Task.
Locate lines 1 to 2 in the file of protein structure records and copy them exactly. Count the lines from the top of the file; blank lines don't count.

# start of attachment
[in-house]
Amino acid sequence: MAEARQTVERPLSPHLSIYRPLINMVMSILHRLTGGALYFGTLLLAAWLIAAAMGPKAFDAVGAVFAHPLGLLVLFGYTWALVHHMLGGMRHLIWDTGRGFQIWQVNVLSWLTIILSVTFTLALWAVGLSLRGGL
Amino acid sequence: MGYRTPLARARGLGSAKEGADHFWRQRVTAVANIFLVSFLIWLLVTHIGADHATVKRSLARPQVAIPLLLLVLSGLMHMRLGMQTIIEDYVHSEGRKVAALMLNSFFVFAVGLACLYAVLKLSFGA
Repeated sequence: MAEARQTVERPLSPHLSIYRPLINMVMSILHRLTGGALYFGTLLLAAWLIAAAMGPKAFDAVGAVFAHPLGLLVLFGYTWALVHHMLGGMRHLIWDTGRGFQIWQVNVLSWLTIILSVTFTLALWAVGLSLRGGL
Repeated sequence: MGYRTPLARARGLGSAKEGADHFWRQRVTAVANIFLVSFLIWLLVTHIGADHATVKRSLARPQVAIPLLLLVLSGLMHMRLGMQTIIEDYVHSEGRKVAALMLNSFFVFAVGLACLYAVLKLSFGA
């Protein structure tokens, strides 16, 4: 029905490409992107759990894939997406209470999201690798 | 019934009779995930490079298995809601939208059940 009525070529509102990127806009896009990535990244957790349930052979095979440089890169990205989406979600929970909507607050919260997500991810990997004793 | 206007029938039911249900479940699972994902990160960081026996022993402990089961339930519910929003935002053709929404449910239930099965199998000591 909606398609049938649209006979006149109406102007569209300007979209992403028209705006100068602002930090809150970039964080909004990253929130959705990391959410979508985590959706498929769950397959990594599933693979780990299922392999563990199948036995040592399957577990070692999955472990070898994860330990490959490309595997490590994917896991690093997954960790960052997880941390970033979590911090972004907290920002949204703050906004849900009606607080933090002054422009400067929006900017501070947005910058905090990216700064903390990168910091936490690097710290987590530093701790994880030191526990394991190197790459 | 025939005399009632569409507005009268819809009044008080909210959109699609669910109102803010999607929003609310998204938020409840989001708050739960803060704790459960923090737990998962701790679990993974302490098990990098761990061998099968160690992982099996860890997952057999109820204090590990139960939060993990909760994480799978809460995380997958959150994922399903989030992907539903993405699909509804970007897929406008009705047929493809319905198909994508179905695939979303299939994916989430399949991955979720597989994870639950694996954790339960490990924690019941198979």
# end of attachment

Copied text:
[in-house]
Amino acid sequence: MAEARQTVERPLSPHLSIYRPLINMVMSILHRLTGGALYFGTLLLAAWLIAAAMGPKAFDAVGAVFAHPLGLLVLFGYTWALVHHMLGGMRHLIWDTGRGFQIWQVNVLSWLTIILSVTFTLALWAVGLSLRGGL